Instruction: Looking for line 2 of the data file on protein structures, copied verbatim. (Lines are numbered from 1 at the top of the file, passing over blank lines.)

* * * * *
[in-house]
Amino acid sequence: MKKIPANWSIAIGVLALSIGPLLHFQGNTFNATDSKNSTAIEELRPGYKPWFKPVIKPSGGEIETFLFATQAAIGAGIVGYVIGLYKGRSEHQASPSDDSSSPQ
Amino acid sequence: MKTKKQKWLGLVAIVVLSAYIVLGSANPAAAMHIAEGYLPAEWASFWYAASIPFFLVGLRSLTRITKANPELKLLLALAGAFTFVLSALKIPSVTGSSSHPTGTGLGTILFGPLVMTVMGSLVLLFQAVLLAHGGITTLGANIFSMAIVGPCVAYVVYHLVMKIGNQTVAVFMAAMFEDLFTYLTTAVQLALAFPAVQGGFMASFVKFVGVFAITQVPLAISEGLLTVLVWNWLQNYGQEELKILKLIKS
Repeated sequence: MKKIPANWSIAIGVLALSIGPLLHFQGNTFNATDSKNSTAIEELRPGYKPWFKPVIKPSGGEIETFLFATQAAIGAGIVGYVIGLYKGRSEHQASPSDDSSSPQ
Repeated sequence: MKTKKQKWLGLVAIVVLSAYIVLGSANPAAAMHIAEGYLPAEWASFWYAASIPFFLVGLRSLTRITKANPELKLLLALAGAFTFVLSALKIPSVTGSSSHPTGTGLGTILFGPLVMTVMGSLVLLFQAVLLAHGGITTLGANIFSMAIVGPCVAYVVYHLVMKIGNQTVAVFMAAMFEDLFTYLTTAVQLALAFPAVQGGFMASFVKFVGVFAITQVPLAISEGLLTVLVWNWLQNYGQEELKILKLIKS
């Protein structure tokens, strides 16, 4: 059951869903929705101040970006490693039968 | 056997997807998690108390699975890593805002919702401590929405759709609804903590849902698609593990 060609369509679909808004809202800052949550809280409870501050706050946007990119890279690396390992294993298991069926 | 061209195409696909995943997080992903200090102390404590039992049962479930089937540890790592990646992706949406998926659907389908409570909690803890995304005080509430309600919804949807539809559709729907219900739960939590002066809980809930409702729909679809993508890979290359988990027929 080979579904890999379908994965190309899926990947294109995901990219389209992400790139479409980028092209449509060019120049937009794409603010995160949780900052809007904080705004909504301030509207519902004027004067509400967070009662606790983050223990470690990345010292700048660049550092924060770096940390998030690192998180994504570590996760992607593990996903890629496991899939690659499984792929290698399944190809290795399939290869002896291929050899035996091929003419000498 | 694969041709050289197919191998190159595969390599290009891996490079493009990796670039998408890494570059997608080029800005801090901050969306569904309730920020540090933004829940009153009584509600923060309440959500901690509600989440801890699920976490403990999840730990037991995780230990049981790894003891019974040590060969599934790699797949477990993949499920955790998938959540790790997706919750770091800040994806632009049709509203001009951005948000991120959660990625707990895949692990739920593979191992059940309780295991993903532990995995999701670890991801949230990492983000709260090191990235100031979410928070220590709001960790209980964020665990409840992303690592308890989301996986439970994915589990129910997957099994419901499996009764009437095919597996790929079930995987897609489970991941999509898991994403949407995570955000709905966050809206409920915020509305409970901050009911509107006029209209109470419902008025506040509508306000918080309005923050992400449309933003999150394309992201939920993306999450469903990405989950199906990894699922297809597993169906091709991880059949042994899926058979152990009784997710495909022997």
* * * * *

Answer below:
Amino acid sequence: MKKIPANWSIAIGVLALSIGPLLHFQGNTFNATDSKNSTAIEELRPGYKPWFKPVIKPSGGEIETFLFATQAAIGAGIVGYVIGLYKGRSEHQASPSDDSSSPQ